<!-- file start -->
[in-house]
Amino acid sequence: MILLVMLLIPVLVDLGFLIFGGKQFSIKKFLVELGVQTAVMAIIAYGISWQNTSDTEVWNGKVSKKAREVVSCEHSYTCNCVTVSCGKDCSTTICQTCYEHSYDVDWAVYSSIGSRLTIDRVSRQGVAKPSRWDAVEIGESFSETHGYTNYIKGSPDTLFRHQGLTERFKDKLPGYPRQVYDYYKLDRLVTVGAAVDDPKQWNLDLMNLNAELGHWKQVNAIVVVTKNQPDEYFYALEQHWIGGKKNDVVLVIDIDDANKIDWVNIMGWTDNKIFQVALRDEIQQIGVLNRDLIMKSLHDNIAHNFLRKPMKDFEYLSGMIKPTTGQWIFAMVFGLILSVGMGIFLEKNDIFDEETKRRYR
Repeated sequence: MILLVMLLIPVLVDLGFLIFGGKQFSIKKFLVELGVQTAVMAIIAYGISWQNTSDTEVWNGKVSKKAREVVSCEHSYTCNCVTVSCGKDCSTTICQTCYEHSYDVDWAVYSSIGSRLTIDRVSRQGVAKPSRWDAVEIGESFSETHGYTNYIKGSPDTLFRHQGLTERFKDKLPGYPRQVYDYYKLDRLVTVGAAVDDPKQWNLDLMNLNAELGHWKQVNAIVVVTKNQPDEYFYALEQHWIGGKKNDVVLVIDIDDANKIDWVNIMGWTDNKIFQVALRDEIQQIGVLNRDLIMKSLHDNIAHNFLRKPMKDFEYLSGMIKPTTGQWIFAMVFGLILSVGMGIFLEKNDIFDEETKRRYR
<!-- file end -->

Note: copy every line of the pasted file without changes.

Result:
[in-house]
Amino acid sequence: MILLVMLLIPVLVDLGFLIFGGKQFSIKKFLVELGVQTAVMAIIAYGISWQNTSDTEVWNGKVSKKAREVVSCEHSYTCNCVTVSCGKDCSTTICQTCYEHSYDVDWAVYSSIGSRLTIDRVSRQGVAKPSRWDAVEIGESFSETHGYTNYIKGSPDTLFRHQGLTERFKDKLPGYPRQVYDYYKLDRLVTVGAAVDDPKQWNLDLMNLNAELGHWKQVNAIVVVTKNQPDEYFYALEQHWIGGKKNDVVLVIDIDDANKIDWVNIMGWTDNKIFQVALRDEIQQIGVLNRDLIMKSLHDNIAHNFLRKPMKDFEYLSGMIKPTTGQWIFAMVFGLILSVGMGIFLEKNDIFDEETKRRYR
Repeated sequence: MILLVMLLIPVLVDLGFLIFGGKQFSIKKFLVELGVQTAVMAIIAYGISWQNTSDTEVWNGKVSKKAREVVSCEHSYTCNCVTVSCGKDCSTTICQTCYEHSYDVDWAVYSSIGSRLTIDRVSRQGVAKPSRWDAVEIGESFSETHGYTNYIKGSPDTLFRHQGLTERFKDKLPGYPRQVYDYYKLDRLVTVGAAVDDPKQWNLDLMNLNAELGHWKQVNAIVVVTKNQPDEYFYALEQHWIGGKKNDVVLVIDIDDANKIDWVNIMGWTDNKIFQVALRDEIQQIGVLNRDLIMKSLHDNIAHNFLRKPMKDFEYLSGMIKPTTGQWIFAMVFGLILSVGMGIFLEKNDIFDEETKRRYR